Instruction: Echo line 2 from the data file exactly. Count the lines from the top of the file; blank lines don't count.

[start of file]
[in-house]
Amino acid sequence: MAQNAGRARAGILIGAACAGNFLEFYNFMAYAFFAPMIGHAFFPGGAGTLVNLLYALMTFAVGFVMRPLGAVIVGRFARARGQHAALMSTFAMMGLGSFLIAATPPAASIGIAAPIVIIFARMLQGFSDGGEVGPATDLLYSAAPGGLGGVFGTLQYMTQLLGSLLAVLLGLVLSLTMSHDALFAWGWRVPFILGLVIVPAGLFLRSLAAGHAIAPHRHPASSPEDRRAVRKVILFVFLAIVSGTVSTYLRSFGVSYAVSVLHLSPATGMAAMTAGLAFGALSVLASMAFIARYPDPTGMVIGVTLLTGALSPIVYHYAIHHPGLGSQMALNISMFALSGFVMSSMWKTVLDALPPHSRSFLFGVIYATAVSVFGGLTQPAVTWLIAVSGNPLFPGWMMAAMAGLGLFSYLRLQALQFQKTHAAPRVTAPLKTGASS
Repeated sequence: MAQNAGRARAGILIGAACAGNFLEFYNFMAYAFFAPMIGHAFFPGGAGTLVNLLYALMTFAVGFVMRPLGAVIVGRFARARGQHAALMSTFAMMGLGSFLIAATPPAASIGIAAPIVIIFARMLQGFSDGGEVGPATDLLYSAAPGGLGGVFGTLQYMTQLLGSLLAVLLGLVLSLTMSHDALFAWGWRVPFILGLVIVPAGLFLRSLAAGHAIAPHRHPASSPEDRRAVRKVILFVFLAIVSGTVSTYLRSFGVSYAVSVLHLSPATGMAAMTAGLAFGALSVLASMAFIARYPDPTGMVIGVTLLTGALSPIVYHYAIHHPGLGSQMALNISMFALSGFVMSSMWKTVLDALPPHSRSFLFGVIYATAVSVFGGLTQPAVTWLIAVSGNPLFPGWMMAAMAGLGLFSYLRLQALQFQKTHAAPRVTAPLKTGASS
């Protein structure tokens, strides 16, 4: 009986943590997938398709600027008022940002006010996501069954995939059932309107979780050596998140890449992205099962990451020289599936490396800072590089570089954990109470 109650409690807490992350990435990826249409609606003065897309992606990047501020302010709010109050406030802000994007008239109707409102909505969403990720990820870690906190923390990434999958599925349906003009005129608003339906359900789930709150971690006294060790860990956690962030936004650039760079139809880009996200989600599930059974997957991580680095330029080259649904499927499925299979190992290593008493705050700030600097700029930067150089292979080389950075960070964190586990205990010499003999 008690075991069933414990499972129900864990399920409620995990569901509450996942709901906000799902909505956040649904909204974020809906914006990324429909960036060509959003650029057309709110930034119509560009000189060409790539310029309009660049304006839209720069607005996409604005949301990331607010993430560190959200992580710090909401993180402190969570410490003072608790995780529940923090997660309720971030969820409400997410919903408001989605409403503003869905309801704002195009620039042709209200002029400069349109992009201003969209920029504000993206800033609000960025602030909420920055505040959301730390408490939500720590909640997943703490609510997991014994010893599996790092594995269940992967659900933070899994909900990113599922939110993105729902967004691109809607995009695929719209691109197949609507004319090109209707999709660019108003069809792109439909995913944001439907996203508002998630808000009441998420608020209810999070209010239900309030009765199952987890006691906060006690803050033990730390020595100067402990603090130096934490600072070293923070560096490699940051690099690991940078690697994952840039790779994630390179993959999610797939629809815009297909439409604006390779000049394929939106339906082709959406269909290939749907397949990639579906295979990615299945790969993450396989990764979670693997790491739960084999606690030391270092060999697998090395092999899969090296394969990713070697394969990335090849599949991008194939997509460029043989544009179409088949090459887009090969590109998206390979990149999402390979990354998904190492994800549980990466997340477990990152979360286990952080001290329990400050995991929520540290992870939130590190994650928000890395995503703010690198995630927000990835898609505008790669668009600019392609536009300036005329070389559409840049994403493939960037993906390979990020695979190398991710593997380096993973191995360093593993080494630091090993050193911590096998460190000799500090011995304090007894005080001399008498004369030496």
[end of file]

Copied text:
Amino acid sequence: MAQNAGRARAGILIGAACAGNFLEFYNFMAYAFFAPMIGHAFFPGGAGTLVNLLYALMTFAVGFVMRPLGAVIVGRFARARGQHAALMSTFAMMGLGSFLIAATPPAASIGIAAPIVIIFARMLQGFSDGGEVGPATDLLYSAAPGGLGGVFGTLQYMTQLLGSLLAVLLGLVLSLTMSHDALFAWGWRVPFILGLVIVPAGLFLRSLAAGHAIAPHRHPASSPEDRRAVRKVILFVFLAIVSGTVSTYLRSFGVSYAVSVLHLSPATGMAAMTAGLAFGALSVLASMAFIARYPDPTGMVIGVTLLTGALSPIVYHYAIHHPGLGSQMALNISMFALSGFVMSSMWKTVLDALPPHSRSFLFGVIYATAVSVFGGLTQPAVTWLIAVSGNPLFPGWMMAAMAGLGLFSYLRLQALQFQKTHAAPRVTAPLKTGASS